Why is Your Retirement My Problem?

I'm a 401k salesman.

Don't get me wrong, I'm an HR generalist in the truest, small-company sense.  I source dozens of jobs a month, touch a lot of compensation issues, deal with safety, employee relations, and a dozen other things.  But the most common email I send to my employees around the world involves 401k eligibility, and, when I get up in front of a group, 401ks will probably be on the agenda.

So too frequently, my first in-person meeting with an employee includes a discussion of their 401k.  If they're in, they tell me that proudly.  If they're not, they tell me they've been meaning to sign up, and then hit me with questions.  It is the first thing that employees think to discuss when they run into someone “from HR”.

There's a problem with this arrangement.  As an organization, we should provide retirement funding — it's good for our employment brand, attracting talent, and it just “needs” to be part of the compensation package.  Plus, my company is employee owned; profit sharing and a 401k match is fundamentally giving money back to shareholders anyway!

But for any given individual, I really don't care if you're in the 401k.

That will come as a surprise to plenty of my employees.  I talk about 401k's with them a lot, and I think people are under the impression that I get a commission for signing them up.  I've even met employees who resist signing up simply because the plan is company sponsored, and they're suspicious of our ulterior motives.

So, her

e are some 401k facts from the employer's perspective:

  • Whether you sign up or not doesn't make a difference.  We don't make more money or save on costs if you're in, and it doesn't hurt anyone if you're not.  Except, you know, you.
  • There's no real talent driver here.  401k participation correlates to higher retention, but that could just as easily be because the people who aren't going to stay around also aren't going to sign up.  Me signing you up for a 401k doesn't make you perform better, or stay longer.
  • In this day and age, all grown-ups need to have retirement plans.  I shouldn't have to explain this to you, or even explain why putting away only 1% won't help you much either.
  • You and I won't know each other when you want to retire.  So, I won't be around to tell you “I told you so” when you discover that 40 years of not trusting your employer with tax deferred money catch up with you.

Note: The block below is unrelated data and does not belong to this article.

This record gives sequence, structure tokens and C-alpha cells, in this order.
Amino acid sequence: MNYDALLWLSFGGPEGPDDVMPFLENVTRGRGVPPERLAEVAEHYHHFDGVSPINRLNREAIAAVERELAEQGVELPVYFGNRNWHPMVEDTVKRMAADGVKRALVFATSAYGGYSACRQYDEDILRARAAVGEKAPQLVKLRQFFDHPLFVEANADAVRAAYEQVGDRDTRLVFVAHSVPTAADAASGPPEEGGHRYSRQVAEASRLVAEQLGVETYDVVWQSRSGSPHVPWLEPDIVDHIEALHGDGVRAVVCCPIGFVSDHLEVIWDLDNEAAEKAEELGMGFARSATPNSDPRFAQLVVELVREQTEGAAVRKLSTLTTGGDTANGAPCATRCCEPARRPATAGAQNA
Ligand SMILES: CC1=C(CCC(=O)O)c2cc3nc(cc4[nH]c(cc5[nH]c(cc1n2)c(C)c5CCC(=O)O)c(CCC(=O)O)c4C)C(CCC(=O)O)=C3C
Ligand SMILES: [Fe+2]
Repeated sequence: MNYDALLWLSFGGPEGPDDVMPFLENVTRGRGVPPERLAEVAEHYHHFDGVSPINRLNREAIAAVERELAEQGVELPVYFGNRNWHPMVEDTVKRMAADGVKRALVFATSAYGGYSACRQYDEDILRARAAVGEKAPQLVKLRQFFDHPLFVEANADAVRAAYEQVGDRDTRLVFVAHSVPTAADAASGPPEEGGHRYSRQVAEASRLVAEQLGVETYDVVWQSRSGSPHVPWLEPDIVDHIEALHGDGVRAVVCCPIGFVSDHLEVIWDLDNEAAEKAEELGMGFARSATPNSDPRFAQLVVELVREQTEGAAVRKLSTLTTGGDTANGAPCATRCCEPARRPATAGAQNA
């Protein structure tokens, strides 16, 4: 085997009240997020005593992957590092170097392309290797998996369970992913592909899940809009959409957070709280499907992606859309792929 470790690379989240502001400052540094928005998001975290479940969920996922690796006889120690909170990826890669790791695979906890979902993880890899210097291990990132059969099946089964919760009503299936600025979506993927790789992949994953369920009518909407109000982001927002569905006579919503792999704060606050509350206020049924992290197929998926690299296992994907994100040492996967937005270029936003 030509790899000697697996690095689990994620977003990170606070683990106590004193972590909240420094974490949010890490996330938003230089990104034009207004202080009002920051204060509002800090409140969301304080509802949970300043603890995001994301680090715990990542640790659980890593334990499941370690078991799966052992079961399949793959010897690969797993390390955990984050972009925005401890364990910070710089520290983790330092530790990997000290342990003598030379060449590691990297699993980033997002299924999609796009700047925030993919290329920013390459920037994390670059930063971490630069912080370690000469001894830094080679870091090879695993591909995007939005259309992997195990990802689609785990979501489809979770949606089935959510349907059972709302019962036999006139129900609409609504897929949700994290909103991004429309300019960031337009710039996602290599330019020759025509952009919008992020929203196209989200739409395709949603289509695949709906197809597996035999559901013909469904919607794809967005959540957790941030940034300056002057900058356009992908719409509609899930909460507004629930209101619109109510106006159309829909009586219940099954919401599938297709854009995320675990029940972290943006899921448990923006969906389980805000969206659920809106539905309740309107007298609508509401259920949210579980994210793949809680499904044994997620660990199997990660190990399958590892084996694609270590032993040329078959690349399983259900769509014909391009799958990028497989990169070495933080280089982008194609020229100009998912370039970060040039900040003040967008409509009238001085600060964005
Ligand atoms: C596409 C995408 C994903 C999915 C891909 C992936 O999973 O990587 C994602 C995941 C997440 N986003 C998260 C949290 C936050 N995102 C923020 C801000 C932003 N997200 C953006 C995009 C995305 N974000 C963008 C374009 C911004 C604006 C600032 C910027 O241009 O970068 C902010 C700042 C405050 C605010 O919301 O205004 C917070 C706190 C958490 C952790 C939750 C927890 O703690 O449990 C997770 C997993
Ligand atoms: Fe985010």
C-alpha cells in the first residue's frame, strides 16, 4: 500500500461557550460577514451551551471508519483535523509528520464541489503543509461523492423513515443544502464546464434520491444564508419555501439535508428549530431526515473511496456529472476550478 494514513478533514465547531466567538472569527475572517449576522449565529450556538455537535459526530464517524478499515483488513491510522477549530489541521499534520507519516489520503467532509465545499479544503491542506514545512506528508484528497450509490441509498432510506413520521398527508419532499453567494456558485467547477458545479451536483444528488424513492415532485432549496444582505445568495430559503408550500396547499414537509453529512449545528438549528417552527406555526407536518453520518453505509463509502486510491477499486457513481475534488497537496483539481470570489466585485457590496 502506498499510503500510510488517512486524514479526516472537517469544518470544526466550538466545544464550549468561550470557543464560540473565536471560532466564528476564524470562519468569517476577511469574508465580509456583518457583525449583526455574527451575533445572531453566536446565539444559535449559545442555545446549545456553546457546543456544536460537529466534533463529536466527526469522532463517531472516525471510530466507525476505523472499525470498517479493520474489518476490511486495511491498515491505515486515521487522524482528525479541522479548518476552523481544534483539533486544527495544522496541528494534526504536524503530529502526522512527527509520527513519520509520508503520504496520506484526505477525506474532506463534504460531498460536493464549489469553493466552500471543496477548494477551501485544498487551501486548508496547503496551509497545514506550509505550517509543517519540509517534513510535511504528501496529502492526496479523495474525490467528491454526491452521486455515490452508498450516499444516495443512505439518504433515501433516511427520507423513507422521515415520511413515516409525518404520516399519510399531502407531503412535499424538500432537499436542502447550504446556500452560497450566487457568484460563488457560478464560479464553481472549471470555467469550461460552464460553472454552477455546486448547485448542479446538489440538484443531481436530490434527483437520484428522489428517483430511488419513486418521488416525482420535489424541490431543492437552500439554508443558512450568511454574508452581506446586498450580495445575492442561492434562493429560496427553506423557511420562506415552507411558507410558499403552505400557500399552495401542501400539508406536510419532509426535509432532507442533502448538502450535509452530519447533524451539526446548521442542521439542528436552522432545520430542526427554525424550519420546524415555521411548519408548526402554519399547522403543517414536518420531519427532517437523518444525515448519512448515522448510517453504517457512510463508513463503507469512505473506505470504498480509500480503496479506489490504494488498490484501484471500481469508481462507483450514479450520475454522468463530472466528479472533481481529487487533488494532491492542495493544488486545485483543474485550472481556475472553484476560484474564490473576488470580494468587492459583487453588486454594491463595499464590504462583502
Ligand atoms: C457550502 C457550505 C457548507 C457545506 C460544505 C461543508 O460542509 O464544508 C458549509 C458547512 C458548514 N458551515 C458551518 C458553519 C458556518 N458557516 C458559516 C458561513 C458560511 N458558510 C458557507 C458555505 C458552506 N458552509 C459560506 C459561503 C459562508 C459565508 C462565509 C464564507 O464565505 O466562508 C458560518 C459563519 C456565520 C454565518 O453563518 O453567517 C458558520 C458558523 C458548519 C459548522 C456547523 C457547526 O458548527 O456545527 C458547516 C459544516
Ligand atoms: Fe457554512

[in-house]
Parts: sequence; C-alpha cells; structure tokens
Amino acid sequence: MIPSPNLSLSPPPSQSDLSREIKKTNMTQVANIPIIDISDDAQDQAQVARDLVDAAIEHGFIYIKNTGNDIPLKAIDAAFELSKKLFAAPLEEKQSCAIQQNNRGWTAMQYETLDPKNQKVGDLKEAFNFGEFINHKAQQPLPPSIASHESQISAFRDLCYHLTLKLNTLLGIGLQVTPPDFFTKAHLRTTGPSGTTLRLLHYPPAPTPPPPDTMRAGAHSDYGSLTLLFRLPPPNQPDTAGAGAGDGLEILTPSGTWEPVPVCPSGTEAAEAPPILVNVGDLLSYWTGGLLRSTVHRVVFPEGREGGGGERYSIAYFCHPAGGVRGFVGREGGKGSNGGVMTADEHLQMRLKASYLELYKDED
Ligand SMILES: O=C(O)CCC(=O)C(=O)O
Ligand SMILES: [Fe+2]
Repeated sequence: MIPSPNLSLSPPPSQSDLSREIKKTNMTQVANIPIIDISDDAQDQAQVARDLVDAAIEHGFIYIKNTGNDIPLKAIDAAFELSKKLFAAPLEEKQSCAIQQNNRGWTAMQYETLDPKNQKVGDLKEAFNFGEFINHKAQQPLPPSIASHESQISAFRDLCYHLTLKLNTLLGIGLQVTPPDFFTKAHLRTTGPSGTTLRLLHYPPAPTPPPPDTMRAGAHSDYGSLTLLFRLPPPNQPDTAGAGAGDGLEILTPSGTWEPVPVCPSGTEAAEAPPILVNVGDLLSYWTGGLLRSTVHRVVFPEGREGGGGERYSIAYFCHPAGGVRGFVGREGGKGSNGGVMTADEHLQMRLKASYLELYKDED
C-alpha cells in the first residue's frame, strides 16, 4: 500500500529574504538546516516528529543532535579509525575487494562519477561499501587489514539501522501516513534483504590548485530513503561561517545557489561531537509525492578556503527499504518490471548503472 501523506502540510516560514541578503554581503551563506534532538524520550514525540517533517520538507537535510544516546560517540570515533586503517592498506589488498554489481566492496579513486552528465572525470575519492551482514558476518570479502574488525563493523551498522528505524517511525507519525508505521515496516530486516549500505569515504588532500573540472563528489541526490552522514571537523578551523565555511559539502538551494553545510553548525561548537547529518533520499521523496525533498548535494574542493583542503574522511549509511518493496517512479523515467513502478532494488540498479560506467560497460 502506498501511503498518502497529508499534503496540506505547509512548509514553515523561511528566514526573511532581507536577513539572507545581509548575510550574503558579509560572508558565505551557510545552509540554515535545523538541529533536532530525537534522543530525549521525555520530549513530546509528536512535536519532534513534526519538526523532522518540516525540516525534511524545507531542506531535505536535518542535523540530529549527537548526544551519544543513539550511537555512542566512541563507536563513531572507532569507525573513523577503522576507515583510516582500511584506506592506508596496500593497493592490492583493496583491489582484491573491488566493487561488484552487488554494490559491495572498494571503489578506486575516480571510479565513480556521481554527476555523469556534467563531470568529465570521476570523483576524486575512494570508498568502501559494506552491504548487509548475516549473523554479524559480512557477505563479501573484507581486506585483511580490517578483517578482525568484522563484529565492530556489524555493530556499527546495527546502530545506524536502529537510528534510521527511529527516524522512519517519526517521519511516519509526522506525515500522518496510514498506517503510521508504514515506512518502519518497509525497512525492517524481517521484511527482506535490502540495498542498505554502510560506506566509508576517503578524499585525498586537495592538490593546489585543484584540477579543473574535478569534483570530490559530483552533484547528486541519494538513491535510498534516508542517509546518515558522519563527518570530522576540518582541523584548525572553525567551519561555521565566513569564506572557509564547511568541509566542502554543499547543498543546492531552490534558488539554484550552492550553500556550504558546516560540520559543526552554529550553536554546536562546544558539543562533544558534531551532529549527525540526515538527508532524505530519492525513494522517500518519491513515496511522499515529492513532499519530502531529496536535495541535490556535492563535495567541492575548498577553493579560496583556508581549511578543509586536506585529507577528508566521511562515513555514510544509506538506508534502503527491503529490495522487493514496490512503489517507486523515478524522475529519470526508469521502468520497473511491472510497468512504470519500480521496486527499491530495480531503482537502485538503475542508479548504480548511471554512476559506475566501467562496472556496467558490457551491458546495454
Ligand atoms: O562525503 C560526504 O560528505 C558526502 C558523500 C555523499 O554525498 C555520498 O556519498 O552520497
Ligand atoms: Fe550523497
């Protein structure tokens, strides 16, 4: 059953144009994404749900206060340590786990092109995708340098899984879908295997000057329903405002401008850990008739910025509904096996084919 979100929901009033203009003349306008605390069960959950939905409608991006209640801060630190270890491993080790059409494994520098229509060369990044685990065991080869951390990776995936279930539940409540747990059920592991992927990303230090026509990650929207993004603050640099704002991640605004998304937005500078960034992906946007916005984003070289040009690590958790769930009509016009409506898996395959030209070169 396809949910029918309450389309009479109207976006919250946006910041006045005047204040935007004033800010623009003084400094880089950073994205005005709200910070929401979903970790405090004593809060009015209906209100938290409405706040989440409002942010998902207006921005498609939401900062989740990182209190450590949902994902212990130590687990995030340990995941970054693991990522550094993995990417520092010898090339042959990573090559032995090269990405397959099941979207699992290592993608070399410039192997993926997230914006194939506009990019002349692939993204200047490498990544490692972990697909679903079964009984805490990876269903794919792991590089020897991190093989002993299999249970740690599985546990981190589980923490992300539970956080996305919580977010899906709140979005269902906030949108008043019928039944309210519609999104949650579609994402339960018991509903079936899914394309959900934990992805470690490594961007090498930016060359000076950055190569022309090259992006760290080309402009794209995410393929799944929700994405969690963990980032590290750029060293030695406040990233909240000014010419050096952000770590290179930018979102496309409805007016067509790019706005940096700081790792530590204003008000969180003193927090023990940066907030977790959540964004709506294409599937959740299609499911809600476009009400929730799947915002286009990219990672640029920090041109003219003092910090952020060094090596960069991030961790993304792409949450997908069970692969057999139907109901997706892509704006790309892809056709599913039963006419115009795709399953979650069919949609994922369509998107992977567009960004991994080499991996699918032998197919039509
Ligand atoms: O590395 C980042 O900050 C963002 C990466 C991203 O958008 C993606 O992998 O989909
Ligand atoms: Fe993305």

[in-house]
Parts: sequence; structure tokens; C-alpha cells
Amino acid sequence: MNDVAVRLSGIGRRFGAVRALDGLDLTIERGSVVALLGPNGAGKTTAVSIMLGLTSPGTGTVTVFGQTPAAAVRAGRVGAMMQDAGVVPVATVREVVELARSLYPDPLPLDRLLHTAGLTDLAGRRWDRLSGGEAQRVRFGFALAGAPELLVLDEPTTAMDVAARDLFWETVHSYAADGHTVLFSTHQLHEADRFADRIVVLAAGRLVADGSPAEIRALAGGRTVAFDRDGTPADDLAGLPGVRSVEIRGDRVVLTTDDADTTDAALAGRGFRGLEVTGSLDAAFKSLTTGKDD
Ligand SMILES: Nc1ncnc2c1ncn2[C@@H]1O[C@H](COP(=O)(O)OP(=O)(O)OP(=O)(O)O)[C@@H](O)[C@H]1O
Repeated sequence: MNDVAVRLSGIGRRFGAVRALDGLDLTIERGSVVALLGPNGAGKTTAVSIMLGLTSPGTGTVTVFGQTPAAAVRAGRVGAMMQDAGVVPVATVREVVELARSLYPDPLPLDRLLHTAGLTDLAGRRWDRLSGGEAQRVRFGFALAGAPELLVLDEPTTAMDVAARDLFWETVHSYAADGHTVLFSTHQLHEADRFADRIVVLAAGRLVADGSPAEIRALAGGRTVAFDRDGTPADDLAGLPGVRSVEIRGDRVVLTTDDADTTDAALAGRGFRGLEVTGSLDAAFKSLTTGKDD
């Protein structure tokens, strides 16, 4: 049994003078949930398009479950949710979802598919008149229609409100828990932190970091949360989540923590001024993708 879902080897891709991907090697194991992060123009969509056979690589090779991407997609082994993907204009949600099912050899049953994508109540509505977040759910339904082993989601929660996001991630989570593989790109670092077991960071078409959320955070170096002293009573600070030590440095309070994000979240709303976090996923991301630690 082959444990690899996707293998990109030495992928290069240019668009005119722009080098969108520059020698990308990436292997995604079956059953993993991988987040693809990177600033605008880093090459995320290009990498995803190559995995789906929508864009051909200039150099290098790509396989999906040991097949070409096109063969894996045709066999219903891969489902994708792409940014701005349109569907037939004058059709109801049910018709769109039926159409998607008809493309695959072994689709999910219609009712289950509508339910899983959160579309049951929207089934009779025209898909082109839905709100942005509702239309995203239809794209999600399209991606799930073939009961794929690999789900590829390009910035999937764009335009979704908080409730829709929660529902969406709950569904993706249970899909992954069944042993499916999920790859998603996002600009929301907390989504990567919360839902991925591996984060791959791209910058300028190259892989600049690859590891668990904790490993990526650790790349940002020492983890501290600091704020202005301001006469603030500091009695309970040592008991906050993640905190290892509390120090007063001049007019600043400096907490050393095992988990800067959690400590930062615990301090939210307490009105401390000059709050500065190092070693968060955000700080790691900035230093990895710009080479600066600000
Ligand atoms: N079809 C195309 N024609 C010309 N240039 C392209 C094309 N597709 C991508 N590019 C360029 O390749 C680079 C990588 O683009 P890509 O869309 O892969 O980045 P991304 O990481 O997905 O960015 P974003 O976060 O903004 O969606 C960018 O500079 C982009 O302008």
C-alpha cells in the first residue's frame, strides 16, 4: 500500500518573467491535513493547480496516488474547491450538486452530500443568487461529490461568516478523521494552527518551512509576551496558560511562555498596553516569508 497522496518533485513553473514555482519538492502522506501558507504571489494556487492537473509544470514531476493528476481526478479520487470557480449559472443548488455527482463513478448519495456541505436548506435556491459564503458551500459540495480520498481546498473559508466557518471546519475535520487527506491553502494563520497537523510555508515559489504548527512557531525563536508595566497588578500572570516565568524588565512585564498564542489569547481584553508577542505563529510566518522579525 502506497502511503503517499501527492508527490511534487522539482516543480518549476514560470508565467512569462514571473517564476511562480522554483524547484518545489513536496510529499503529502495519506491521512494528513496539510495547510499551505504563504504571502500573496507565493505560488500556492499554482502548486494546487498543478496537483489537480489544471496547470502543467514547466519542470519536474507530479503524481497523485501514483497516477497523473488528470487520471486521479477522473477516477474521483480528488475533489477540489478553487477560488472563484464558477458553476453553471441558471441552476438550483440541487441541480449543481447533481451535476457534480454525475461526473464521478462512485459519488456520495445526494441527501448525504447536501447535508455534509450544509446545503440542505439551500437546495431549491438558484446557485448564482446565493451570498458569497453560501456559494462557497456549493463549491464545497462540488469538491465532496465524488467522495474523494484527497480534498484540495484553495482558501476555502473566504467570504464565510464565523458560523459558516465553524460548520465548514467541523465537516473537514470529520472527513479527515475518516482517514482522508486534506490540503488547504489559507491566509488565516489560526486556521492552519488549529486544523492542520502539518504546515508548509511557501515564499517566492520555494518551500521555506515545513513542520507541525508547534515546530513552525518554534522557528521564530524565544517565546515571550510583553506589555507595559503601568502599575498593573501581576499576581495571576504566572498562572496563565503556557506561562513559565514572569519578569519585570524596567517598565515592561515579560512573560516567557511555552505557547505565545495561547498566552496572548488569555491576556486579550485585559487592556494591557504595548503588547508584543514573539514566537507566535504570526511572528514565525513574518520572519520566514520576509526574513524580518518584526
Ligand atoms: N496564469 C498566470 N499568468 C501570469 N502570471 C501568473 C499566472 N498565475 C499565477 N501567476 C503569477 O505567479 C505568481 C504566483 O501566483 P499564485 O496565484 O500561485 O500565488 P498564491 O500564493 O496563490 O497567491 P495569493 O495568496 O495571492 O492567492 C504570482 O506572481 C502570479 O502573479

• I kind of hate being defined by retirement plans.  There's nothing measurable there; I didn't recruit someone great, or restructure the organization to be more efficient.  All I'm doing is telling people to do something that, in a more reasonable world, they would do anyway.

This is just publicly venting; I'm going to keep “selling” 401ks.  But employees, please understand that I'm looking out for your interests, not mine.


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Steve Gifford
Steve Gifford, MBA, SPHR, is the Director of Human Resources for OEM America, a PEO of more than a hundred companies and more than two thousand employees. His company gives small businesses the buying power and HR expertise of a big company, but without the bureaucracy! In the past, he’s been the HR guy for marketing, manufacturing, retail, and government organizations. His first HR job was in the US Army during his second tour in Iraq, where every employee in his client group carried an automatic weapon. It helps him keep the problems of employees who show up to work late in perspective.

One Comment

  1. Tim says:


    Ugh, where to start – you’re dead wrong on this…

    1. It does matter if your employees sign up for 401K. Studies have shown that those with a retirement plan (401K) in place, are less likely to leave a company. That should be enough right there. Plus, it’s in there best interest, especially in cases where employers are matching, but it’s confusing for many people. So, we/HR people help them understand it, help them understand the benefit and they join and down the road, maybe 30 years, they’ll see the benefit and remember that HR guy who gently pushed them to sign up.

    2. Retirement plan design does have an impact on retention and talent attraction – just go ask someone working for a company with a great retirement plan if they want to leave or how easy it is for them to fill their open requisitions.

    3. Yes, you do need to explain to employees adult stuff – because many of them aren’t really adults, yet, or are adults, but don’t get adult stuff because they had bad role models growing up. This is what our organizations need from HR.

    As an HR Pro I became a huge 401K advocate and personally go and speak to those employees not taking advantage – it was worth my time for two reasons: 1. If they weren’t doing it, they were missing out on a huge benefit; 2. If they weren’t doing it, there was a reason – and most of those reasons were going to cause turnover. 401K became a great vehicle for me to have some very in-depth career conversations with some people.

    Great conversation starter!

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